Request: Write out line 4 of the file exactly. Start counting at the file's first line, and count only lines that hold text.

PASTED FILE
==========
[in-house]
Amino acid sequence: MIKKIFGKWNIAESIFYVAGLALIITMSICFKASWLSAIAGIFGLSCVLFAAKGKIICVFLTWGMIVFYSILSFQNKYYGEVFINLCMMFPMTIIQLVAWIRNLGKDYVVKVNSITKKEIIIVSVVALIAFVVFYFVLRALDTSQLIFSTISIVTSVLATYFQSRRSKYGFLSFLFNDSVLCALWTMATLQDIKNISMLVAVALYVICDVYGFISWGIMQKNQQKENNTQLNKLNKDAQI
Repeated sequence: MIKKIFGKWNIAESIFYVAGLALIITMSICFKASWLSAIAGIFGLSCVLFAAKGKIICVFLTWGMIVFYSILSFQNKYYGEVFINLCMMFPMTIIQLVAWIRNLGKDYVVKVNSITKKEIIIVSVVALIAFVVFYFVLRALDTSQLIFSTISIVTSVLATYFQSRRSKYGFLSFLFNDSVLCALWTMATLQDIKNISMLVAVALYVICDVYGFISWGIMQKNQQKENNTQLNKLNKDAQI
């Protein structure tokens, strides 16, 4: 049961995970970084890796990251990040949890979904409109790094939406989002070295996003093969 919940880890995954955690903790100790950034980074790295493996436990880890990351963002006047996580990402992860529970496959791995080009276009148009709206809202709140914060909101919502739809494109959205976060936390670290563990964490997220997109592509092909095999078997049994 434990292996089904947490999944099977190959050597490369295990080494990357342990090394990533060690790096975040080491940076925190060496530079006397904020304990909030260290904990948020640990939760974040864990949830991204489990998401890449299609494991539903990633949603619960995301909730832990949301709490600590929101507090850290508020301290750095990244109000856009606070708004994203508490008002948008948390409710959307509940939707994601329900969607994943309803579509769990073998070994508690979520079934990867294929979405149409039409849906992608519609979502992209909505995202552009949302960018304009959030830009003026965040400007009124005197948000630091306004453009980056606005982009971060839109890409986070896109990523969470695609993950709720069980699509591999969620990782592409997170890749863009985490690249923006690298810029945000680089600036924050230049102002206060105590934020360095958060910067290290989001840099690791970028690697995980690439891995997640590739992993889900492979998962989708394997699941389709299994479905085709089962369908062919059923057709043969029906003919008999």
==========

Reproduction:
């Protein structure tokens, strides 16, 4: 049961995970970084890796990251990040949890979904409109790094939406989002070295996003093969 919940880890995954955690903790100790950034980074790295493996436990880890990351963002006047996580990402992860529970496959791995080009276009148009709206809202709140914060909101919502739809494109959205976060936390670290563990964490997220997109592509092909095999078997049994 434990292996089904947490999944099977190959050597490369295990080494990357342990090394990533060690790096975040080491940076925190060496530079006397904020304990909030260290904990948020640990939760974040864990949830991204489990998401890449299609494991539903990633949603619960995301909730832990949301709490600590929101507090850290508020301290750095990244109000856009606070708004994203508490008002948008948390409710959307509940939707994601329900969607994943309803579509769990073998070994508690979520079934990867294929979405149409039409849906992608519609979502992209909505995202552009949302960018304009959030830009003026965040400007009124005197948000630091306004453009980056606005982009971060839109890409986070896109990523969470695609993950709720069980699509591999969620990782592409997170890749863009985490690249923006690298810029945000680089600036924050230049102002206060105590934020360095958060910067290290989001840099690791970028690697995980690439891995997640590739992993889900492979998962989708394997699941389709299994479905085709089962369908062919059923057709043969029906003919008999």